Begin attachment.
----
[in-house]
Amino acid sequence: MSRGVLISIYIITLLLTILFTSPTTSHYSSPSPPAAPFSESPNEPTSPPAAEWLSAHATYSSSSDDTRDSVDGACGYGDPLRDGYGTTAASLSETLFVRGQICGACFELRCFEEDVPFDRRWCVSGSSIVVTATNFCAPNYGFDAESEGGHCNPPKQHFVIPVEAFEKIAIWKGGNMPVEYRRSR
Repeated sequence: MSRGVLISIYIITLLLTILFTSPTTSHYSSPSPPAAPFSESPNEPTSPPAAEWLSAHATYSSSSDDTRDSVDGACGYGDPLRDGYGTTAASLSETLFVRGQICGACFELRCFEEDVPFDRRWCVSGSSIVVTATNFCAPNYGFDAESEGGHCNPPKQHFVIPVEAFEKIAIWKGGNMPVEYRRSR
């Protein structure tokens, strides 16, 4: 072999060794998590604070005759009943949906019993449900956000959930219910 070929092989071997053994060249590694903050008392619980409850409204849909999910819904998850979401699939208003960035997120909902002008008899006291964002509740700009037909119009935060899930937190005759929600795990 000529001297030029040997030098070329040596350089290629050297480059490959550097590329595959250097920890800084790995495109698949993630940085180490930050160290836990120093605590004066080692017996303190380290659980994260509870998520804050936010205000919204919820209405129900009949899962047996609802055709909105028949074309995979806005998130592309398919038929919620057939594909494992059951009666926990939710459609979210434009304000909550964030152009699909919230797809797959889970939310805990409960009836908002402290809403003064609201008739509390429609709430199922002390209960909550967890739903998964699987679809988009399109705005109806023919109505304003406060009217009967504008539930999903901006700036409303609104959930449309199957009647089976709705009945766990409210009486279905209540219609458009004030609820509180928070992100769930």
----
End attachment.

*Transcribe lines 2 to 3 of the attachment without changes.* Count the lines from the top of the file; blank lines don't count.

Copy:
Amino acid sequence: MSRGVLISIYIITLLLTILFTSPTTSHYSSPSPPAAPFSESPNEPTSPPAAEWLSAHATYSSSSDDTRDSVDGACGYGDPLRDGYGTTAASLSETLFVRGQICGACFELRCFEEDVPFDRRWCVSGSSIVVTATNFCAPNYGFDAESEGGHCNPPKQHFVIPVEAFEKIAIWKGGNMPVEYRRSR
Repeated sequence: MSRGVLISIYIITLLLTILFTSPTTSHYSSPSPPAAPFSESPNEPTSPPAAEWLSAHATYSSSSDDTRDSVDGACGYGDPLRDGYGTTAASLSETLFVRGQICGACFELRCFEEDVPFDRRWCVSGSSIVVTATNFCAPNYGFDAESEGGHCNPPKQHFVIPVEAFEKIAIWKGGNMPVEYRRSR